Urus boosts Lamborghini sales by 46 per cent

The world's hunger for high performance SUVs shows no signs of slowing, even at the very top of the segment, as is evident in Lamborghini's just-published 2018 sales figures. The Italian company sold 5,750 cars last year, which is a rather impressive jump of 51 per cent on the year before, but a staggering 46 per cent of that growth came thanks to the Urus.

In fact, 1,761 of the 1,935 extra Lamborghinis sold last year were the big tall ones, and that came despite the Urus not actually arriving until almost halfway through the year. What will it do in 2019 with a full 12 months at its disposal? There can't be many brave enough to bet against it becoming the brand's overall bestseller. See Porsche for reference.

Of course, we should note that sales of the refreshed Aventador, now eight years old, remained consistent, growing from 1,173 to 1,209. While the four-year-old Huracan, which has just been facelifted for 2019, went from 2,642 in 2017 to 2,780. So really it was good news all round in Sant'Agata Bolognese.

All of Lambo's key markets saw growth as well, with numbers up by 69 per cent in Europe, the Middle East and Africa, 46 per cent in America and 30 per cent in the Asia Pacific region. The US remained Lamborghini's top market, accounting for 1,596 of sales, and interestingly it was Britain that had the next biggest order book, with 636 sales here in 2018. Conversely, China demanded just 342 Lambos, illustrating just how much untapped potential remains there for the company.

Lambo boss Stefano Domenicali said that the "quantum leap [in sales] proves the sustainability of product and commercial strategy". But even he couldn't deny the Urus's leading role in ensuring the brand's 2018 success, saying that "right from its sales start" the Urus "created enthusiastic market acceptance and broadened [the] customer base".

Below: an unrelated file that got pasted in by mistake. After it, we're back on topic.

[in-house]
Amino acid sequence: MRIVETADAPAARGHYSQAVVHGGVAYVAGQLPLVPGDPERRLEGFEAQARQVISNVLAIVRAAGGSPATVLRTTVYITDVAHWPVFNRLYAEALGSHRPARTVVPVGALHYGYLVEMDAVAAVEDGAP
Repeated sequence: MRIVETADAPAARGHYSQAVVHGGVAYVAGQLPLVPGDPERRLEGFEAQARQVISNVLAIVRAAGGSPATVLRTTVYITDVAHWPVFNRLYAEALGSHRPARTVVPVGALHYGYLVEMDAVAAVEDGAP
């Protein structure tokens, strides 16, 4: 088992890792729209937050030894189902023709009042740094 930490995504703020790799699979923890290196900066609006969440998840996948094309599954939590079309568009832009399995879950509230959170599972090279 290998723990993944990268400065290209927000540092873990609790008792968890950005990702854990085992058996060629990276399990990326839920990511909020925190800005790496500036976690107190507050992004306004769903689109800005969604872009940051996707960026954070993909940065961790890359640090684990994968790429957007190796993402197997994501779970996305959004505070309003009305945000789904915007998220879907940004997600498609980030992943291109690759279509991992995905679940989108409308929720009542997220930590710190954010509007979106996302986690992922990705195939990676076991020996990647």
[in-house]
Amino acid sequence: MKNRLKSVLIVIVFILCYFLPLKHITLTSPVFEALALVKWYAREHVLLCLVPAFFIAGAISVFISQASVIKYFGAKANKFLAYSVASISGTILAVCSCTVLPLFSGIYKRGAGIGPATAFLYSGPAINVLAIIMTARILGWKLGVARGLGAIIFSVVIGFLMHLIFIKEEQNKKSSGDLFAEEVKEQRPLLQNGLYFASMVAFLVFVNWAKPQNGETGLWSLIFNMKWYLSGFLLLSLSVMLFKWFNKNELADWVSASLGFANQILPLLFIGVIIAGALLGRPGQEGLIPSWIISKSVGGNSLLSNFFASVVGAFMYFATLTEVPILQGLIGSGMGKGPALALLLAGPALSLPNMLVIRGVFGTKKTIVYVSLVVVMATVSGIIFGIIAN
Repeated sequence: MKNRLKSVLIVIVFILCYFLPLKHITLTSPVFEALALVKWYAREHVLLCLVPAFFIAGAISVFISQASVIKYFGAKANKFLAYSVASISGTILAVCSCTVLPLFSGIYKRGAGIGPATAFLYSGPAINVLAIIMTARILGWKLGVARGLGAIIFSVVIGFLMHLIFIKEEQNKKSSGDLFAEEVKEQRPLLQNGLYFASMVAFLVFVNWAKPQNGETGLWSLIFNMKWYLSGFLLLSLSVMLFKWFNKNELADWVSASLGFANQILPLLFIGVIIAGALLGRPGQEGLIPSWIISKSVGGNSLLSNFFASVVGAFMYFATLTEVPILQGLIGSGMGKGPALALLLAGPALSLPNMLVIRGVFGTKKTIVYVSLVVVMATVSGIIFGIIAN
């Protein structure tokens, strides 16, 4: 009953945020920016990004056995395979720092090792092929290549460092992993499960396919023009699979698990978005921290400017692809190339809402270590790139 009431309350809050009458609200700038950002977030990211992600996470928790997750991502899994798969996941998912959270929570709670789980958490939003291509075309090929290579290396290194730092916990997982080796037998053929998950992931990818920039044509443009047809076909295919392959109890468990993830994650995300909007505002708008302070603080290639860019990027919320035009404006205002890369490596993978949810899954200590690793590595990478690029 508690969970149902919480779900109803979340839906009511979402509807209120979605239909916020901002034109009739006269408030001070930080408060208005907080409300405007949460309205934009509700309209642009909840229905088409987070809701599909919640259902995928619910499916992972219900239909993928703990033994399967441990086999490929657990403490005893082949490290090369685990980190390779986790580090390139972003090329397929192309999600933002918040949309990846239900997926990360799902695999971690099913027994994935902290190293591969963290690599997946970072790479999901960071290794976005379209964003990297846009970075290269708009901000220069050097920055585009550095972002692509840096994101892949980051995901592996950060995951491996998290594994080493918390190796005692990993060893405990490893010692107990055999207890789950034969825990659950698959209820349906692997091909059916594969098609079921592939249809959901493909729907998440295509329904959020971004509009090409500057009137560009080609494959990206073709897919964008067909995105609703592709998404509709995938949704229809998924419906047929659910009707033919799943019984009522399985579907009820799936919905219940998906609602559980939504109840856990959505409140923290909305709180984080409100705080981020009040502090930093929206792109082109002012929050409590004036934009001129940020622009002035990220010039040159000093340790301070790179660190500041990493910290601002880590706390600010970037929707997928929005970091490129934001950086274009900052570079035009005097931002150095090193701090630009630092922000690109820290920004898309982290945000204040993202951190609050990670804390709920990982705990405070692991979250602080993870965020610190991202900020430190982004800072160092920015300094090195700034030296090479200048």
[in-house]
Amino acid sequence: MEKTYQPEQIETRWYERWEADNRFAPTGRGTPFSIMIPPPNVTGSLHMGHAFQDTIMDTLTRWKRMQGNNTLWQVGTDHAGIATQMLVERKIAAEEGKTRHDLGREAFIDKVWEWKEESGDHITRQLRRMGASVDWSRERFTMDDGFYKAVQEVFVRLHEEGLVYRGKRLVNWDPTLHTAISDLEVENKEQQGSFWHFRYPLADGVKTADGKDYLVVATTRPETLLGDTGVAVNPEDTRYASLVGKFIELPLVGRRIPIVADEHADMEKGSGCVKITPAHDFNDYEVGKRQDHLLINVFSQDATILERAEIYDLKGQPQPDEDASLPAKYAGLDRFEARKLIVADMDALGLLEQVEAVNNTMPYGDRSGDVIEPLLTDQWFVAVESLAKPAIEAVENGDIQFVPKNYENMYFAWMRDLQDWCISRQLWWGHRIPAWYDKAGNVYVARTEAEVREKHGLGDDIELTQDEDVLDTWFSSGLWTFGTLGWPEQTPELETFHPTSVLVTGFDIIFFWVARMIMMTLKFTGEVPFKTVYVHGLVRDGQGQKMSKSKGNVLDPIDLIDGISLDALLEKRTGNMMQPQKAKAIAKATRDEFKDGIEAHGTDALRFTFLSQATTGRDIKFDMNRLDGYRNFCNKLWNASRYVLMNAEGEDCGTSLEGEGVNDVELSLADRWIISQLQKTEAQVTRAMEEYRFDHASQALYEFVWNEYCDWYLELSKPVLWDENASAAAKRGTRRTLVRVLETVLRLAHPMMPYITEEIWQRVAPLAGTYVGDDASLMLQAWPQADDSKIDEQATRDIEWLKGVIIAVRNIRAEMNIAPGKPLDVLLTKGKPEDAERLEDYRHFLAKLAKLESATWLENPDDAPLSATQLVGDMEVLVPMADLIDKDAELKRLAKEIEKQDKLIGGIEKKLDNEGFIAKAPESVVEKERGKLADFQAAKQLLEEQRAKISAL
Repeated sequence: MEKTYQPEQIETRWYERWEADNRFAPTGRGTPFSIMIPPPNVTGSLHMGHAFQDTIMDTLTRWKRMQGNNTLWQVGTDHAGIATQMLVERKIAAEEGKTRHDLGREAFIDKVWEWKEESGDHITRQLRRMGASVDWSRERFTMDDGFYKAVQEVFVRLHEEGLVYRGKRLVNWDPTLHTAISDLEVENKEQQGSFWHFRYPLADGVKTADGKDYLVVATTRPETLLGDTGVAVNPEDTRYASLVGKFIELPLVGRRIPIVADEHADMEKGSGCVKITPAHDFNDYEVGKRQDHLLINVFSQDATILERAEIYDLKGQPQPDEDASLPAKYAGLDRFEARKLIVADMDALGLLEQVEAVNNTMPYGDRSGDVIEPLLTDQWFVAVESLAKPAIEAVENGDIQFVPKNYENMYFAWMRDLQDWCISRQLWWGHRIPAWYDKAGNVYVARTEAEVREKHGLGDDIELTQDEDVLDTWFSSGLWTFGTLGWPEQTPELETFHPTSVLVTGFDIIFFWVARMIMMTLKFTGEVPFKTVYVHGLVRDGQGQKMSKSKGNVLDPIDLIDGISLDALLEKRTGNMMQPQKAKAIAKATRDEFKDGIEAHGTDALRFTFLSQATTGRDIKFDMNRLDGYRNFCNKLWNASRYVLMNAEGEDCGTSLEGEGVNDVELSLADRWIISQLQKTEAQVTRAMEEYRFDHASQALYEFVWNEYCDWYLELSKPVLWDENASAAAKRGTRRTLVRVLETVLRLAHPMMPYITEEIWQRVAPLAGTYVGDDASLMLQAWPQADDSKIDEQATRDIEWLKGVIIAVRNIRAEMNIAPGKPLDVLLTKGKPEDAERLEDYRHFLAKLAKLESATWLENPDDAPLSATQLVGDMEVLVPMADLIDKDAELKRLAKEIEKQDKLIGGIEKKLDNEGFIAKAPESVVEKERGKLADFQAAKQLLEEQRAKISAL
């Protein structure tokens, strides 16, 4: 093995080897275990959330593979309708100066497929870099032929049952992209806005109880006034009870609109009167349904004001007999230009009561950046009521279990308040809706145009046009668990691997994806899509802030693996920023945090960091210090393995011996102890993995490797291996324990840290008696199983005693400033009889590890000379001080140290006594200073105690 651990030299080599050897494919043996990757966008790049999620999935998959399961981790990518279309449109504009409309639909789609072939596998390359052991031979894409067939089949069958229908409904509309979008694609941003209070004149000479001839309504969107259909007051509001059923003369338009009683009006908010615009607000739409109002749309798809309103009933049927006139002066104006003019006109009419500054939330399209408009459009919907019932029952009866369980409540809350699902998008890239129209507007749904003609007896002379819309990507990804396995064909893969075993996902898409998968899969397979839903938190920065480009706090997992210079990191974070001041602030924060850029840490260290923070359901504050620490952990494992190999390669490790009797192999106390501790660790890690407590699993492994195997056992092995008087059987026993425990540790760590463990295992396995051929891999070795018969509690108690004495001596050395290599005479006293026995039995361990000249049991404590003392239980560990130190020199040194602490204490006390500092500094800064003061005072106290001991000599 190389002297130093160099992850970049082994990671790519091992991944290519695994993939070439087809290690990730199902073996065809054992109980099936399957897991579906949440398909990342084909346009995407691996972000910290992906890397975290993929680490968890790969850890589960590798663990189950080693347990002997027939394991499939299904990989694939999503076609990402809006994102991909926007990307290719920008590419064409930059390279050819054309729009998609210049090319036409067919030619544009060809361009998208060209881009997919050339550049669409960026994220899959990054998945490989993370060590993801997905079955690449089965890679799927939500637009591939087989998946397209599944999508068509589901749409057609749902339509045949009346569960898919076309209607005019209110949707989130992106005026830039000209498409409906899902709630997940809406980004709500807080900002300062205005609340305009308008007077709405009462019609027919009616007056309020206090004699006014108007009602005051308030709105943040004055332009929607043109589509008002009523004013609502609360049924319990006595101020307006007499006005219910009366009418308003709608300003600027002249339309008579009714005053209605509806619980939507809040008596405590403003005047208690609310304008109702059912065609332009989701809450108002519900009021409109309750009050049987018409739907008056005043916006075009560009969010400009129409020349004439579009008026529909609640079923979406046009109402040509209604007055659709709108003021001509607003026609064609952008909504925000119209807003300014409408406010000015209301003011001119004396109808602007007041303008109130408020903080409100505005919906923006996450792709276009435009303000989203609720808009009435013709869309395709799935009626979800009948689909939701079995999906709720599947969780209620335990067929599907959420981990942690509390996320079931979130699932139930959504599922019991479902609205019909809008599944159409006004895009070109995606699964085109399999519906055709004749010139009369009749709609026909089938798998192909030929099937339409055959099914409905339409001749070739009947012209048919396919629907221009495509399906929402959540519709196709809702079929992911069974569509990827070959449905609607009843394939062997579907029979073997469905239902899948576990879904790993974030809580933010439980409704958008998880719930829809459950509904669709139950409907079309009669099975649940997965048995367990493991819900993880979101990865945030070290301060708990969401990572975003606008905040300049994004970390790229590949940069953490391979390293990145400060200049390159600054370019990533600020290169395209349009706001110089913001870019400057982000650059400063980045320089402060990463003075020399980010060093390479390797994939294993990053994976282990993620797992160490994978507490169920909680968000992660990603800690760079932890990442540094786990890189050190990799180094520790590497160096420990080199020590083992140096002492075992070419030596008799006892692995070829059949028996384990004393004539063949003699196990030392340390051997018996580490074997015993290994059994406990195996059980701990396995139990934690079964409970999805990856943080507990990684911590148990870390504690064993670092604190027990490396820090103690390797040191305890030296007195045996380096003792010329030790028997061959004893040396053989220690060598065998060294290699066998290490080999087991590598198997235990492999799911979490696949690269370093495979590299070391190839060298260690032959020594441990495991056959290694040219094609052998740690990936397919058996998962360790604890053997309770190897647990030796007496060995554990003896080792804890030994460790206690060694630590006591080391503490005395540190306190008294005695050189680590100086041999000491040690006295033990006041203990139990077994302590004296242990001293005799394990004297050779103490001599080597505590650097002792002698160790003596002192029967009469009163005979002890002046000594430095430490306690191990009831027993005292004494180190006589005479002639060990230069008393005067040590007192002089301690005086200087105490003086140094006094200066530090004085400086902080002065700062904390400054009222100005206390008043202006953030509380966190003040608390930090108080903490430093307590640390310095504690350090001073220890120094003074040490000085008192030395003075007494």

This does raise the question of how much is too much, however, with too many Lamborghinis hitting the road inevitably damaging the value of exclusivity for each customer. Then again, even if Lamborghini were to double its current volume, its cars would still represent a minuscule portion of new car sales. Either way, more cars mean more profits, which means more money to make fantastic models like the Huracan Performante. And surely that's a good thing for all of us, isn't it?

P.H. O'meter

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Comments (121) Join the discussion on the forum

  • wab172uk 10 Jan 2019

    If you build it, they will come.

    Seems modern times are, the more expensive, the better it sells.

    Still. If it keeps mad supercars coming, then all good. Don't like? Don't buy it.

  • deltashad 10 Jan 2019

    If you want to stay alive in the supercar game....

  • howardhughes 10 Jan 2019

    There are the haves and have nots. Just saying

  • RobDickinson 10 Jan 2019

    Rebadged Audi sells well shocker. Seems there is no end of tasteless wealthy people on the planet needing useless oversize and powered city toys.

  • dazwalsh 10 Jan 2019

    RobDickinson said:
    Rebadged Audi sells well shocker. Seems there is no end of tasteless wealthy people on the planet needing useless oversize and powered city toys.
    Haha jealous much?

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